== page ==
As Dr. Kelso from Scrubs said: Nothing worth having in this life is easy.

  4. says

    I agree with all you said, Jamie, except I don’t think cowardice is the only reason people look online for dates. It’s really not that easy for all of us to meet people! If you work long hours, for example, or live in a place where there aren’t a lot of ways to meet people who share your interests. And then, some of us are just unusual personality types who have to meet a hundred or more people to find just one we have diddly in common with – in theory, at least, online dating could cut down on time wasted. (I actually think the entire “dating” system is broken beyond repair, offline and online, but that’s just my opinion.)

    But I would definitely encourage people to try a more broadminded site if they’re going to try internet dating at all.

  5. Jamie Legaspi says

    You do have a point, and I’m not condemning people who can’t spare time for face-to-face dating or have the ill fortune of not having common interests, but unfortunately the lazy/cowardly people tend to be more vocal than the people who’d genuinely need a dating site.

    • Robert Bailey says

      - “lazy/cowardly people tend to be more vocal than the people who’d genuinely need a dating site.”

      What?.. That makes no sense in the context of even the entire thread.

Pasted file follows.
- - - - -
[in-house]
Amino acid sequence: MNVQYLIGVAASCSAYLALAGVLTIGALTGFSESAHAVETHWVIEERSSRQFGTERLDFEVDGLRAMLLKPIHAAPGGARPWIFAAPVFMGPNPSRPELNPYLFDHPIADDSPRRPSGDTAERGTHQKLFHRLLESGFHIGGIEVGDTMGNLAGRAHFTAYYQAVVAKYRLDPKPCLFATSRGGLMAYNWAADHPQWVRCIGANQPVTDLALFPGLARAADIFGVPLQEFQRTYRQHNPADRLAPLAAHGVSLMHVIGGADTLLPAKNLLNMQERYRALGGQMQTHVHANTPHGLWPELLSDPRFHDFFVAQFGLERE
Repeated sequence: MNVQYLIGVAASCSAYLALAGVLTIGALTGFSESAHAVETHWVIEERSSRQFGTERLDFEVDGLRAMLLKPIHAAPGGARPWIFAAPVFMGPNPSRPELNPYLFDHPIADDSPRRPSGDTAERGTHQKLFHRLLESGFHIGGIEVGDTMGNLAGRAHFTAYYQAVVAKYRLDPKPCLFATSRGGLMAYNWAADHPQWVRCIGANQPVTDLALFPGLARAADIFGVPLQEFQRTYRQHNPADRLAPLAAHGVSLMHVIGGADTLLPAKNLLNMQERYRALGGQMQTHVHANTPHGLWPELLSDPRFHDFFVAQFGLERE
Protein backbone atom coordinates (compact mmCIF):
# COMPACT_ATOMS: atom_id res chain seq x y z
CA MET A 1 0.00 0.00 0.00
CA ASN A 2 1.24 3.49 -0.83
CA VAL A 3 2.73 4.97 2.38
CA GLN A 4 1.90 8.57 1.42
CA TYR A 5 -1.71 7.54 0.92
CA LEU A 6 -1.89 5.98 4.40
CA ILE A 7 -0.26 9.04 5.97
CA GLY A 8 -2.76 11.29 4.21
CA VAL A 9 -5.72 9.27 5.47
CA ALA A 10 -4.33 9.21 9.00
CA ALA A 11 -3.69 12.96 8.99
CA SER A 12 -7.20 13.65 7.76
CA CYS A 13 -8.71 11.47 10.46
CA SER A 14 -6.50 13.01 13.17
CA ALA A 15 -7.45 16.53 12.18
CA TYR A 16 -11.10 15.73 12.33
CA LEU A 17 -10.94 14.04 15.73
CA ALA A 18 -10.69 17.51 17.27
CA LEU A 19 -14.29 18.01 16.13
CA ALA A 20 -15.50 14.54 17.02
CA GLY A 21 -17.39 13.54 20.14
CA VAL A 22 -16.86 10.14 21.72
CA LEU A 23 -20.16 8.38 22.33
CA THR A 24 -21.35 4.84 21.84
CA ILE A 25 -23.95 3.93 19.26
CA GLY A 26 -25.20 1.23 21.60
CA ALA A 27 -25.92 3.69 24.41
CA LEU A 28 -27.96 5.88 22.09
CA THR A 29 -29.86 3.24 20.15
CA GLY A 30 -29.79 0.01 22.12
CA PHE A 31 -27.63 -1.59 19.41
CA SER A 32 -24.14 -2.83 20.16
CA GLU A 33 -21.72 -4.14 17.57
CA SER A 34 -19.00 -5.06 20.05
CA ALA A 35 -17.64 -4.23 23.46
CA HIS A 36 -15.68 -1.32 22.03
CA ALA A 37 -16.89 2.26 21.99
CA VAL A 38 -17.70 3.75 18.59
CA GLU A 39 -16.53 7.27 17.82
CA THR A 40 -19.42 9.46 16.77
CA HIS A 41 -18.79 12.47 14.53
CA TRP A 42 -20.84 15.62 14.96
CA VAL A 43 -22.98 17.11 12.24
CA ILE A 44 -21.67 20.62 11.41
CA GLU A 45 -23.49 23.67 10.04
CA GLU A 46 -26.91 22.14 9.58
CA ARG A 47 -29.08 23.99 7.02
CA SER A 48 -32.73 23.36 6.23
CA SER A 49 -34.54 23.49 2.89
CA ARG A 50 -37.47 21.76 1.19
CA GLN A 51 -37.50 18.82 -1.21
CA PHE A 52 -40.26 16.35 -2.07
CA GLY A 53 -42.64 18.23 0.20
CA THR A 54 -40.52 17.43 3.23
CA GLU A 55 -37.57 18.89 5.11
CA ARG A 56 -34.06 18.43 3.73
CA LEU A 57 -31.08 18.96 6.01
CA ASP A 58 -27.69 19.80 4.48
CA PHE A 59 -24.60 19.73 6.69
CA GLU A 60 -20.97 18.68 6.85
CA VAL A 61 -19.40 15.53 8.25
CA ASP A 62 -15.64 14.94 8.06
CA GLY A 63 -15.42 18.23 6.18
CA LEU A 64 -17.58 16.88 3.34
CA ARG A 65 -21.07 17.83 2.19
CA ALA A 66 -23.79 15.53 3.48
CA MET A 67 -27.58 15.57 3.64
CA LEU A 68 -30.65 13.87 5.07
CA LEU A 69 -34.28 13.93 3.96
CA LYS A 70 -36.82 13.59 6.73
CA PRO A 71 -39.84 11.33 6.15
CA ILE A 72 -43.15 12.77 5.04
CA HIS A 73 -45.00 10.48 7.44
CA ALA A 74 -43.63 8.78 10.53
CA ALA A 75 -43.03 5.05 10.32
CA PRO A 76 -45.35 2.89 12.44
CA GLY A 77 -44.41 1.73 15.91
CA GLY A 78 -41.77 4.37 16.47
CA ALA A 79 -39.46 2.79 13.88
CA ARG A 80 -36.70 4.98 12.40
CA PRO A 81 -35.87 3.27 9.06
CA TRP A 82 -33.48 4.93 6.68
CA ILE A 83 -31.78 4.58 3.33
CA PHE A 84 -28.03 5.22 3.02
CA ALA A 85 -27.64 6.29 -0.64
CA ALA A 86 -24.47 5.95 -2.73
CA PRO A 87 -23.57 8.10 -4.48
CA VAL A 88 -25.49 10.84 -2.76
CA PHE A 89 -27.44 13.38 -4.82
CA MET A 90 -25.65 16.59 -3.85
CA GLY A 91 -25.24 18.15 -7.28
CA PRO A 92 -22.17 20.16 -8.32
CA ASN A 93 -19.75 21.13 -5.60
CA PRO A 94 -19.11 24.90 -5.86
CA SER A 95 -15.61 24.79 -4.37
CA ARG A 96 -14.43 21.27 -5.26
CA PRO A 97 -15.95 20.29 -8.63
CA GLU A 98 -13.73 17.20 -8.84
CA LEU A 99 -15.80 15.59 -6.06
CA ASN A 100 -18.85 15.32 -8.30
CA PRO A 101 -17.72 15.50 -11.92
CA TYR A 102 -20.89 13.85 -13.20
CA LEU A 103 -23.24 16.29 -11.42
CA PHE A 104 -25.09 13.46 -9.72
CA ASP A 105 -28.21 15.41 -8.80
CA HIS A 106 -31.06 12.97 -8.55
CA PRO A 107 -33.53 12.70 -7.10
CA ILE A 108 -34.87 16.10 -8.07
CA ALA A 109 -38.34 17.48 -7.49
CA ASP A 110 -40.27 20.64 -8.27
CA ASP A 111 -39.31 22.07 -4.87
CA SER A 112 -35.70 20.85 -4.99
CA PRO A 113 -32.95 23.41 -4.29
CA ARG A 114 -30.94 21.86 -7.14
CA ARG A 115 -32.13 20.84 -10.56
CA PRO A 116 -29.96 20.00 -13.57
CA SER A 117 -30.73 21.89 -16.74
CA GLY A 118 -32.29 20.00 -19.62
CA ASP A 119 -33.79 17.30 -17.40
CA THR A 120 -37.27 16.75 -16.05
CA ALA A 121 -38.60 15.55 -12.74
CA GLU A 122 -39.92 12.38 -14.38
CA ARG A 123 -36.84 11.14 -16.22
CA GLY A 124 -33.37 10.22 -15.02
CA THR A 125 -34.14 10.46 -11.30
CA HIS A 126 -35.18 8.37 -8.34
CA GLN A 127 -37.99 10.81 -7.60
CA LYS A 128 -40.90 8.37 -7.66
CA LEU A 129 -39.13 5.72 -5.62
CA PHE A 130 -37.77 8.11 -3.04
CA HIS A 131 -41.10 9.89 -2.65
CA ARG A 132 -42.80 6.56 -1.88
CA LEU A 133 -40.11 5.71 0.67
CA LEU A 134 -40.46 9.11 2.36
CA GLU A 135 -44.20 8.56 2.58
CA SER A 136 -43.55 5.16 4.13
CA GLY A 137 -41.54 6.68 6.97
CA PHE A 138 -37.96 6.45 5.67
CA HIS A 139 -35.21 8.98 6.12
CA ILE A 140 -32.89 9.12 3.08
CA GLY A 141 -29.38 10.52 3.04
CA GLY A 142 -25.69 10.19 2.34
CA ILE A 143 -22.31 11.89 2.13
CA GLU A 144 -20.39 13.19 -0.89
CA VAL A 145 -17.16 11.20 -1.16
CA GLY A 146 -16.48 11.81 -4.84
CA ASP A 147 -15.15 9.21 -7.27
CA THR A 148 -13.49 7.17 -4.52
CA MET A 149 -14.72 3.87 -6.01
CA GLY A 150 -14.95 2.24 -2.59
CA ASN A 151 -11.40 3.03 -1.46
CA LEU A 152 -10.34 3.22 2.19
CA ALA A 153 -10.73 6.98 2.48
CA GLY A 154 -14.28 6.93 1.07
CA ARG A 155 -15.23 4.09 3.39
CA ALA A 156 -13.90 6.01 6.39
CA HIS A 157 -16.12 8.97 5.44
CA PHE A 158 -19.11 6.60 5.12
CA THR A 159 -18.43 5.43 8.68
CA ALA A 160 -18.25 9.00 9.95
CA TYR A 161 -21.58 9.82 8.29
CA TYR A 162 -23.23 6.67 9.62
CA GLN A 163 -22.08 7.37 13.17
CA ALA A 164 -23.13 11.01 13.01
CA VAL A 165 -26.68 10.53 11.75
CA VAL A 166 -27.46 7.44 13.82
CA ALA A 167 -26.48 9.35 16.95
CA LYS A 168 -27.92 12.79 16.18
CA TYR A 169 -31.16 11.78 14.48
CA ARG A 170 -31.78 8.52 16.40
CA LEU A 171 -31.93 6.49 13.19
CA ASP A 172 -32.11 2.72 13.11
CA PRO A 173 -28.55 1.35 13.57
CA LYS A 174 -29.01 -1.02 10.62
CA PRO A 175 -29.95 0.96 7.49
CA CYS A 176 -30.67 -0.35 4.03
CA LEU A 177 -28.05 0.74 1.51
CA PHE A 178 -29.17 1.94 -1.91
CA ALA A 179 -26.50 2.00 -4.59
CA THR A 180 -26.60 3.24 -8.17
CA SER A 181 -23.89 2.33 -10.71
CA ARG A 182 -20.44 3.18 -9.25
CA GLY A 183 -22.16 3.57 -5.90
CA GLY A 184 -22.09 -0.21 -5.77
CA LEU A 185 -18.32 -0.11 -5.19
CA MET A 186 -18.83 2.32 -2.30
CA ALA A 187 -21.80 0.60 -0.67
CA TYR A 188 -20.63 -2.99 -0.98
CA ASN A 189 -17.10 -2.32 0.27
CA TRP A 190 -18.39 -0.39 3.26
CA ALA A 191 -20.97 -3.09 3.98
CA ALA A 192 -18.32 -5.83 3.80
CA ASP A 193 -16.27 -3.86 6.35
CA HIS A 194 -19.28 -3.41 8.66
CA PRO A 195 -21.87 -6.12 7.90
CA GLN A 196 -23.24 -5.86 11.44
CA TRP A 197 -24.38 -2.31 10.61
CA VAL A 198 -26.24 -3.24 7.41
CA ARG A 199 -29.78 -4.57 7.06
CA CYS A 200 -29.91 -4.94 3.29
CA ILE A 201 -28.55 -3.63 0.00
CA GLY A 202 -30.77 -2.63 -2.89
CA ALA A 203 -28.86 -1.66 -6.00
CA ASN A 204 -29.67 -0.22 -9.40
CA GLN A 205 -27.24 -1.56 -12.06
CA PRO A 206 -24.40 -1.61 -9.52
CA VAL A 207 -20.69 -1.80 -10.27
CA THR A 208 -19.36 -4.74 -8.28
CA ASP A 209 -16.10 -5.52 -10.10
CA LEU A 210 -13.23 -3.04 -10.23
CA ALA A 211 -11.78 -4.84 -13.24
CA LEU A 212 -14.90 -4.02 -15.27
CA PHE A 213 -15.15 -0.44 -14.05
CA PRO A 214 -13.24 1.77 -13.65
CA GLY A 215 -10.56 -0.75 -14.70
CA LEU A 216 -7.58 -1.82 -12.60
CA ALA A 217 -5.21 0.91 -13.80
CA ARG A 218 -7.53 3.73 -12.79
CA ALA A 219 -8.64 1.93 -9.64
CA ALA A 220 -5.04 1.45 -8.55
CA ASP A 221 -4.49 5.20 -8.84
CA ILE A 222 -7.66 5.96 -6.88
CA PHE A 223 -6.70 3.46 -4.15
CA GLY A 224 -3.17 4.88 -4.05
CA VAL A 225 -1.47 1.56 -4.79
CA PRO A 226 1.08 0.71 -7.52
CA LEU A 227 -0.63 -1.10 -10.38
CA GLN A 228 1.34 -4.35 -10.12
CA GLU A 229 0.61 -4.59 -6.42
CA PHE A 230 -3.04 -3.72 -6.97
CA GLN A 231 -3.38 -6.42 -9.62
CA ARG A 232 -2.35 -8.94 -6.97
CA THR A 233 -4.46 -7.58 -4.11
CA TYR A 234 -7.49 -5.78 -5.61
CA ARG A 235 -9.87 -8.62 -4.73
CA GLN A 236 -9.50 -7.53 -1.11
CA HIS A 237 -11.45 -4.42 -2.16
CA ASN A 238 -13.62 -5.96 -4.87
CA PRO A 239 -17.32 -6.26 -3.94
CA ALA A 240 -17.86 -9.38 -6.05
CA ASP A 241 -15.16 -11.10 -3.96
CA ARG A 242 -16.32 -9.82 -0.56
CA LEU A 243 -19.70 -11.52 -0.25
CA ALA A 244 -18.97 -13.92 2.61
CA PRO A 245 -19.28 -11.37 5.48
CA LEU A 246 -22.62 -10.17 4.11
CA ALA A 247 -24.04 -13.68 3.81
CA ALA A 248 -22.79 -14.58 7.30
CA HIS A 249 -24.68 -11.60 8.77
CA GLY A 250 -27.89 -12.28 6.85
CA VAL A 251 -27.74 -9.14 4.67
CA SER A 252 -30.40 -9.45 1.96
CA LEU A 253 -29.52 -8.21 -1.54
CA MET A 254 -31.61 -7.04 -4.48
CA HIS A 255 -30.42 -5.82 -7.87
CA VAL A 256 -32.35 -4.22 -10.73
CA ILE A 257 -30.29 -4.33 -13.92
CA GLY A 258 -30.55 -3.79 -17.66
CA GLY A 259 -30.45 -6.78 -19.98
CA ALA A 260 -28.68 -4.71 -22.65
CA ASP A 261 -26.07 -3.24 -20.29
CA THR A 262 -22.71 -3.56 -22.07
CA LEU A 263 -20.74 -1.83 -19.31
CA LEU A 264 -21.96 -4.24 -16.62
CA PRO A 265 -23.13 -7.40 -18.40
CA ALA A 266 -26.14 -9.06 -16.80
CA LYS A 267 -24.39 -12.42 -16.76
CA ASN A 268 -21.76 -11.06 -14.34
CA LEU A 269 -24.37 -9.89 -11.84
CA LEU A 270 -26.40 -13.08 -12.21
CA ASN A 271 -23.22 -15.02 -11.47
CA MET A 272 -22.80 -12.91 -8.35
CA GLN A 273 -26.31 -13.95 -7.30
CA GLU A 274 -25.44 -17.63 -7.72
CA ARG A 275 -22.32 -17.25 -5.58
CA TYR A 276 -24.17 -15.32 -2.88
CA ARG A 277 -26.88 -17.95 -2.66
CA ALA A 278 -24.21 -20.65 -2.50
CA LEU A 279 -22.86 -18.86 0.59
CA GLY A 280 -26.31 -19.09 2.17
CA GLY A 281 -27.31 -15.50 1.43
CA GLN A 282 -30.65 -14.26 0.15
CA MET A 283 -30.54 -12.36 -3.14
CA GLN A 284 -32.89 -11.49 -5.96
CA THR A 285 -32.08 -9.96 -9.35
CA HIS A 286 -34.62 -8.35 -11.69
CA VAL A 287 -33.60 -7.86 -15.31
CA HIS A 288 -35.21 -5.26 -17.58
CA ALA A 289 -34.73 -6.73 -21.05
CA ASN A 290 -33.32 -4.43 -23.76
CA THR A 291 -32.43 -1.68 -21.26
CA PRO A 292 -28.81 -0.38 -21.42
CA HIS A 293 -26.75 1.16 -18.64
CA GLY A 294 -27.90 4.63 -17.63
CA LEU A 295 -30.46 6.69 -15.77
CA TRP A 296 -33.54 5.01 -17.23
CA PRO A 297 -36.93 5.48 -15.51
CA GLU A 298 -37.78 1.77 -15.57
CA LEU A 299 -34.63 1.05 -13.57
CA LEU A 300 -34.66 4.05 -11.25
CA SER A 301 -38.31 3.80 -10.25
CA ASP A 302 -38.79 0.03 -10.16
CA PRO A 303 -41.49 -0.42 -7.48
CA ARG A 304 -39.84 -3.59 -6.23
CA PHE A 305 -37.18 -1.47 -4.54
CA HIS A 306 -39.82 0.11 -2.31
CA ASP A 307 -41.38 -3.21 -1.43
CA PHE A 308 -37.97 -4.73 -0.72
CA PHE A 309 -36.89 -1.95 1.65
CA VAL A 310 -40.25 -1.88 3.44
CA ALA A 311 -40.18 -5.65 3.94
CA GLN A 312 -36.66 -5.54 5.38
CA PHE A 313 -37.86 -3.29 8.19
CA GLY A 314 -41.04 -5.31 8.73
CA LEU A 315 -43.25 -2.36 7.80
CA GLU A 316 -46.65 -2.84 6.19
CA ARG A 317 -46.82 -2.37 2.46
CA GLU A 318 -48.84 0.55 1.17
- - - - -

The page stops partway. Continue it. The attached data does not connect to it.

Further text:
6. The Other Patrick says

    As someone who had several dates and two girlfriends come about from internet “dating” sites (in a broad term), I dont think I’m too cowardly or lazy. I don’t like going to dance clubs, and I think going to dance clubs to meet someone whom you then have to tell you actually hate dance clubs defeats the point. I’m a student at a university full of commuters, and a student who went to university after several years of working, so students roughly my age often don’t live where I am. And I am a kinky bastard and ideally, my girlfriend should be down with that, too.

    As I said, I had two girlfriends come about from internet sites, and both were women I very likely would not have met otherwise – one, I had a single place in common with where I might have met her, the other one lived in a different town. Now, I have also met women in more typically social circumstances, but I have found this site to be a good way to break the barrier and get to know each other, or to find out about meetings and places to go and see what other like-minded people showed up.

    From what I gather, these kinds of sites get ever more normal as there are several couples I know (even non-kinky ones :)) who met online. When facebook is part of your social life, why not a site more specifically tailored to dating?

    • sbg says

      Isn’t it something like 1 in 5 relationships now start online? Of course, I think I’m pulling that stat from a commercial for an online dating site. ;)

    • Patrick McGraw says

      Most of the women I want to date are at home reading or on the internet, just like me. Are we all supposed to go to random public places and hope we run into each other?